• My child will  use her/his phrases to give instructions to her/his partner or protest during the activities.
  • My child will send he/his partner to go and retrieve the needed items using the appropriate phrases, body language and proximity
  • My child and her/his friend will take turns making the sandwiches
  • My child will engage in pretend play while eating the sandwich, making comments to the animal and play partner.

Create Visual for Boundaries:

  • Set clear boundaries for all the kids.
  • Offer materials that are motivating all kids
  • Provide visual cues in the environment that support and
  • Have scripts that will help promote ways to address social conflict resolution.

Example: Make real sandwiches together and Invite Animals stuffed animals to join in the fun.

  1.  Making something together will hold both  of the children’s interest (play doh, sensory low key to regulate your child) 15 minutes (semi-structured) and use the play doh to bake or build things around a central theme.
  2.  A simple dramatic play can making sandwiches  (bring bears, dinosaurs, dolls to eat with you guys).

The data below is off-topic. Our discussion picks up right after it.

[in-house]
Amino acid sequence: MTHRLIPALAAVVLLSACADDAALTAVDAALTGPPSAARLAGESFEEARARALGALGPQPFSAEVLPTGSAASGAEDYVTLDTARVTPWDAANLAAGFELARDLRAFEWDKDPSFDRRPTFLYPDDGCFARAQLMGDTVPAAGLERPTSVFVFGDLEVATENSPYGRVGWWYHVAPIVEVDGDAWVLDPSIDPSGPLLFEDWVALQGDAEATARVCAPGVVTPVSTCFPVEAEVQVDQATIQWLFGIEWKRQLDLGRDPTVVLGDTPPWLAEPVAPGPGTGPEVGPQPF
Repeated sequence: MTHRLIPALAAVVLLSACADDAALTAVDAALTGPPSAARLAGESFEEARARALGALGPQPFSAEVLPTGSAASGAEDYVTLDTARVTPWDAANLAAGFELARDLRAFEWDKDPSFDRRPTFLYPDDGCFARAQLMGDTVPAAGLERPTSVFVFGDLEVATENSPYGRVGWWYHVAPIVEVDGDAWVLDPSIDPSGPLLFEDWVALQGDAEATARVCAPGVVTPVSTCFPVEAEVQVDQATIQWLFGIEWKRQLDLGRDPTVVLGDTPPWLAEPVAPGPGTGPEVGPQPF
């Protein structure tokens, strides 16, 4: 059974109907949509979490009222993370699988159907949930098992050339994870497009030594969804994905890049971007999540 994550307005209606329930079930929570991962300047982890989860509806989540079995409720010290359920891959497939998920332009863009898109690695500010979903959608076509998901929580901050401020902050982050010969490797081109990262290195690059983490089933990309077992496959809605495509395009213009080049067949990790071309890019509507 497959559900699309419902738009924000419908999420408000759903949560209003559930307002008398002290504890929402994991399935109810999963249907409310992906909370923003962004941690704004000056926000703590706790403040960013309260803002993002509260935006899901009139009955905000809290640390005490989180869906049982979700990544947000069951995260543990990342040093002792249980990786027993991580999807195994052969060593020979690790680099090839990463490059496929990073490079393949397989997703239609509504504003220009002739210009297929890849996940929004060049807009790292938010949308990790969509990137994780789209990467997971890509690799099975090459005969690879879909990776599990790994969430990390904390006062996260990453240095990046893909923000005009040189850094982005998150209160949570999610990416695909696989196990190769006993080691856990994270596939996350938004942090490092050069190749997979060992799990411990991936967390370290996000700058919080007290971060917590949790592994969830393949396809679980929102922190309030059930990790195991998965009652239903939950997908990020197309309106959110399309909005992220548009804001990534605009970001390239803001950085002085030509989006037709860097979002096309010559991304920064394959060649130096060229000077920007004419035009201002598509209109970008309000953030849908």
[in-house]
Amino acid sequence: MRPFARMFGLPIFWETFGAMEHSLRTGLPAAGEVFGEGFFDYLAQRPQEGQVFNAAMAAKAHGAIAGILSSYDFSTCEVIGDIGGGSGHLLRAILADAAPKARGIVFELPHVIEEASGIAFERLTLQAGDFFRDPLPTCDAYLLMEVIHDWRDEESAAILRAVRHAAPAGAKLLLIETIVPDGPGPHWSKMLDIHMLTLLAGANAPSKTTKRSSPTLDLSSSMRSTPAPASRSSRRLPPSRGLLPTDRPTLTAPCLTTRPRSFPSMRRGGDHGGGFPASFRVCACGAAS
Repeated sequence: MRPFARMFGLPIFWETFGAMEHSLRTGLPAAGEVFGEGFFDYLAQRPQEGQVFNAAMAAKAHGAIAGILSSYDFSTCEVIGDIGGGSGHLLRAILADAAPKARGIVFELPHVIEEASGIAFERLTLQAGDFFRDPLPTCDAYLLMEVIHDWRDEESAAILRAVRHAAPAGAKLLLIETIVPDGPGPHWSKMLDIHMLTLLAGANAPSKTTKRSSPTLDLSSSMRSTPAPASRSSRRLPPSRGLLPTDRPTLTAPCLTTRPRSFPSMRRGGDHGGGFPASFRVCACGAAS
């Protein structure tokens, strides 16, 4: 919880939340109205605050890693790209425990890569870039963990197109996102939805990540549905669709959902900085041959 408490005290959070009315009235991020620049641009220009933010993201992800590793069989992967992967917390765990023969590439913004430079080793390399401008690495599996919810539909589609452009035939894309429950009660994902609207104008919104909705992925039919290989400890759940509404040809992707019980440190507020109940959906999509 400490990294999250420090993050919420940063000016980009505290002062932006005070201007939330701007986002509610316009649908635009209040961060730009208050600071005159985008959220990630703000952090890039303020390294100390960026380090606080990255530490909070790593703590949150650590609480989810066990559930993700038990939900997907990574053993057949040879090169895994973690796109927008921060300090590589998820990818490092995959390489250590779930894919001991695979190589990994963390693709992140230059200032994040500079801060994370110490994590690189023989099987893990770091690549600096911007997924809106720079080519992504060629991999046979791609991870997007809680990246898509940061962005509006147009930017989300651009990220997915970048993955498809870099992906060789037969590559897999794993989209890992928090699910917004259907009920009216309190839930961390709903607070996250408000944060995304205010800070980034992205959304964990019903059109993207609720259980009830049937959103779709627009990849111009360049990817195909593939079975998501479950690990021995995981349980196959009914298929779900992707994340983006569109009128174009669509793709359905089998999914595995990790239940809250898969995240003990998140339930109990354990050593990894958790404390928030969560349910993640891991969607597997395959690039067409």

Building a Successful Inclusion Team for Teens with High Functioning Autism

Adam is a gentle 14 year old boy that I have known since the age of 3, right around the time he was diagnosed as having High Functioning Autism (HFA). Academically, Adam is excelling with some support from his school, his tutors, a private counselor, an OT and speech therapy in the form of social skills support. To us he is doing exceptionally well, except he truly is NOT. Adam’s social struggles is not apparent to most, because he has been taught to mimic the social behaviors of others by way of scripting.  A social script is a short narrative written in first person to help one learn how to cope in problem situation. When Adam was younger and most of his behaviors were common knowledge among his peers, simply scripting incidents for Adam worked well. However, now that he is in high school, social relationships are a lot more complex. Everyone is looking at themselves through the lenses of their peers.  High school is full of hidden agendas and it is very complex to navigate even for an average teenager.